02
Dec
09

What is intellectualism?

Some (mainly my parents) tell me that I over-analyze things. I don’t doubt this, and in this post I want to try to characterize the intellectual spirit. I’m not trying to defend an intellectual relationship to the world (I think it has serious deficiencies as a way of life, even though broadly, I identify with it), rather, I just want to characterize it. Perhaps though in giving an account of it, some parts of it will appear to be attractive.

There are some debates that do not effect us. For example, whether global warming is happening or not will be a problem or non-problem for future generations. Or take arguments in development economics. I don’t live in a developing economy, and so the debate about how much debt growing economies should take on doesn’t concern my life. We have the phrase “that is a purely intellectual question,” or more contemptuously, “that’s academic.” The intellectual, contrary to the city official, the doctor, or lawyer, takes an interest in controversies that don’t effect him or may not even effect human beings (debates about free will won’t change anything about how we live our lives, we merely want to know). The intellectual takes his beliefs very seriously, even about things that are not significant, and sees his holding false or unguided belief as a type of affront to his dignity or integrity. In other words, the intellectual temperament is characterized most by a relationship between ideas or beliefs and the ethical view of oneself.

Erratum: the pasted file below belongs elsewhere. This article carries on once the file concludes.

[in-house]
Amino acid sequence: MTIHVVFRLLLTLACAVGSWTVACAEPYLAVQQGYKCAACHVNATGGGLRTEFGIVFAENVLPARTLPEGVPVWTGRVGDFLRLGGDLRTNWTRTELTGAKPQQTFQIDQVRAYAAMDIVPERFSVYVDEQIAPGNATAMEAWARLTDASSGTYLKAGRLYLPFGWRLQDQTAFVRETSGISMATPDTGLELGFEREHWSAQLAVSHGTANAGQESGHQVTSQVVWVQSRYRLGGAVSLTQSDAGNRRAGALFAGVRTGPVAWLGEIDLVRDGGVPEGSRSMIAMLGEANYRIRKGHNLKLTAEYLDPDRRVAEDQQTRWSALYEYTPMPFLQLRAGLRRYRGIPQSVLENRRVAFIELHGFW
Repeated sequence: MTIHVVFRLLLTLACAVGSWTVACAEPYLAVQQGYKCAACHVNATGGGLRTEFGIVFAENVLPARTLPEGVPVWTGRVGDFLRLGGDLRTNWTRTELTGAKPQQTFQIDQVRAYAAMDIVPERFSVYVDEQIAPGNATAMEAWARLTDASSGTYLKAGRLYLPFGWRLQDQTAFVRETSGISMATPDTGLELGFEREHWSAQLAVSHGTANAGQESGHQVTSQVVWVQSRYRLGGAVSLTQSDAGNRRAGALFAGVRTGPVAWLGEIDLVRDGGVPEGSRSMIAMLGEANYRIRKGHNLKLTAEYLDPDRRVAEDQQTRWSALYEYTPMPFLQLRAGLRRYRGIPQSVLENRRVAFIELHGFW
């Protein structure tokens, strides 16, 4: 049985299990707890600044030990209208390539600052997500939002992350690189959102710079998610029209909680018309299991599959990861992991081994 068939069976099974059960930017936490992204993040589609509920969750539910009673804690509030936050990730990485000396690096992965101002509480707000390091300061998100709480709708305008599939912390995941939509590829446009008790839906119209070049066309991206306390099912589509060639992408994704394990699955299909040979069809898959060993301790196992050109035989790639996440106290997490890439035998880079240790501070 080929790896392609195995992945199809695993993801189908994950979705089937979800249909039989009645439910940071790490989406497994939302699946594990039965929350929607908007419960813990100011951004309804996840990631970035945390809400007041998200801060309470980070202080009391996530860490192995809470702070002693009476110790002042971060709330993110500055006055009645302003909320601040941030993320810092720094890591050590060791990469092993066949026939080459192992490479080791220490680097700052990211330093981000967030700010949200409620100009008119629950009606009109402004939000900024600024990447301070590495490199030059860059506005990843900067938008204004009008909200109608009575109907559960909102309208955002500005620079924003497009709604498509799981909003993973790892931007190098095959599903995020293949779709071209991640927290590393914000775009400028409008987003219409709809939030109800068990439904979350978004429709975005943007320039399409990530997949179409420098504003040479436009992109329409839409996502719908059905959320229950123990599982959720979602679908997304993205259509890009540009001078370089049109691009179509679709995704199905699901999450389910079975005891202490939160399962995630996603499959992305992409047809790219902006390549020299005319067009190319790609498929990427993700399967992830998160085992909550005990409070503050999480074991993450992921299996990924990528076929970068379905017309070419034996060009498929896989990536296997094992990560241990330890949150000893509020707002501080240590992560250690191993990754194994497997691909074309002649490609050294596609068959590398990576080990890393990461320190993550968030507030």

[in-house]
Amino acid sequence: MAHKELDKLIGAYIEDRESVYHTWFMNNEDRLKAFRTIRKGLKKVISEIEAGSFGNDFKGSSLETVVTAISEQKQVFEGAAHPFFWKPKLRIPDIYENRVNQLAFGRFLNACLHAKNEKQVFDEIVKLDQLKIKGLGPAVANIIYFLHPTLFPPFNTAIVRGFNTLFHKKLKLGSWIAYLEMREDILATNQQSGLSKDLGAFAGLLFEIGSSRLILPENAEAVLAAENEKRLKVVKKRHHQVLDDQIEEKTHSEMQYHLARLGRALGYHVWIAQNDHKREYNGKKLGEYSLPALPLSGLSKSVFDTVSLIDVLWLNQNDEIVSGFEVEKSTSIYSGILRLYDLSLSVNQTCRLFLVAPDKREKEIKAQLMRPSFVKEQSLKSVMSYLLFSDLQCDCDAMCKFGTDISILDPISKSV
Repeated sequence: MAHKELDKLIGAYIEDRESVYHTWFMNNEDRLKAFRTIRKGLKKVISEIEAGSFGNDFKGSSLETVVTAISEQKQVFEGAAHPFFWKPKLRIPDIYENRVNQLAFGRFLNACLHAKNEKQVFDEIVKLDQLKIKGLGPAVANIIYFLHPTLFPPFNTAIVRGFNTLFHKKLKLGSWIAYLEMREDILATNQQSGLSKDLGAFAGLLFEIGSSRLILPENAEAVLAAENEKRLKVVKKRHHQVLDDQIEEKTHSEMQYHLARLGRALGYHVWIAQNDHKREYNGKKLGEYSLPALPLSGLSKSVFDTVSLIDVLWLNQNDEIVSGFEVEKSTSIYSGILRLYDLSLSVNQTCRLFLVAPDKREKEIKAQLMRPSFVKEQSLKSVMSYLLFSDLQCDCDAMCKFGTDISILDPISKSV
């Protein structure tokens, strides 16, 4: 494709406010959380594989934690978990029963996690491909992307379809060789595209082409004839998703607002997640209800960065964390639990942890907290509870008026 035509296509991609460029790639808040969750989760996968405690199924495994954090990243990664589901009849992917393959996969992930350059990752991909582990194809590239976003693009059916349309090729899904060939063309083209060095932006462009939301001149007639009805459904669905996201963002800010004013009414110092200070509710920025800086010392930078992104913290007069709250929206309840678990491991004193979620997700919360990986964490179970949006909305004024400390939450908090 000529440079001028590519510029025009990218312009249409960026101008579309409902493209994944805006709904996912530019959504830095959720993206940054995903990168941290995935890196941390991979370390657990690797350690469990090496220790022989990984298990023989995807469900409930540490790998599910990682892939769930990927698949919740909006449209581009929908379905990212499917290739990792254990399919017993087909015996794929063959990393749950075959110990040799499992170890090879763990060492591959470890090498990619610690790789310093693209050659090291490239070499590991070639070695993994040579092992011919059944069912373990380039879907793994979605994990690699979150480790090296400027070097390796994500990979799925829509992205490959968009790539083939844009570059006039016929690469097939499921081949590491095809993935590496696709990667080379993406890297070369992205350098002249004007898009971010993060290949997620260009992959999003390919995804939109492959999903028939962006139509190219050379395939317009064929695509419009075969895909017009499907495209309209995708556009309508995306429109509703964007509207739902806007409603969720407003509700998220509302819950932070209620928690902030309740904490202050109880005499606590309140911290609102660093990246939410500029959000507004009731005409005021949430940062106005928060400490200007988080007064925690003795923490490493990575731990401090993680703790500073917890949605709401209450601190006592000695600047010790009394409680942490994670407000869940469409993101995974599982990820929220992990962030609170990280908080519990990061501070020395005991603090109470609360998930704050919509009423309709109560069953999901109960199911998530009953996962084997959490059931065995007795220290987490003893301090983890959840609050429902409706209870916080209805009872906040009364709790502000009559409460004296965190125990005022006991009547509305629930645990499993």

The lawyer, when shown that some of his ontological beliefs are mistaken is likely to undergo no change in his psychological makeup. He will casually toss his mistaken beliefs aside and move on with his life. The intellectual however will take a mistake very seriously and will consciously build up his new beliefs and ensure that his mistake is corrected for and understood. This is because something about the self perception of the intellectual is tied up with the beliefs that he does or does not hold.

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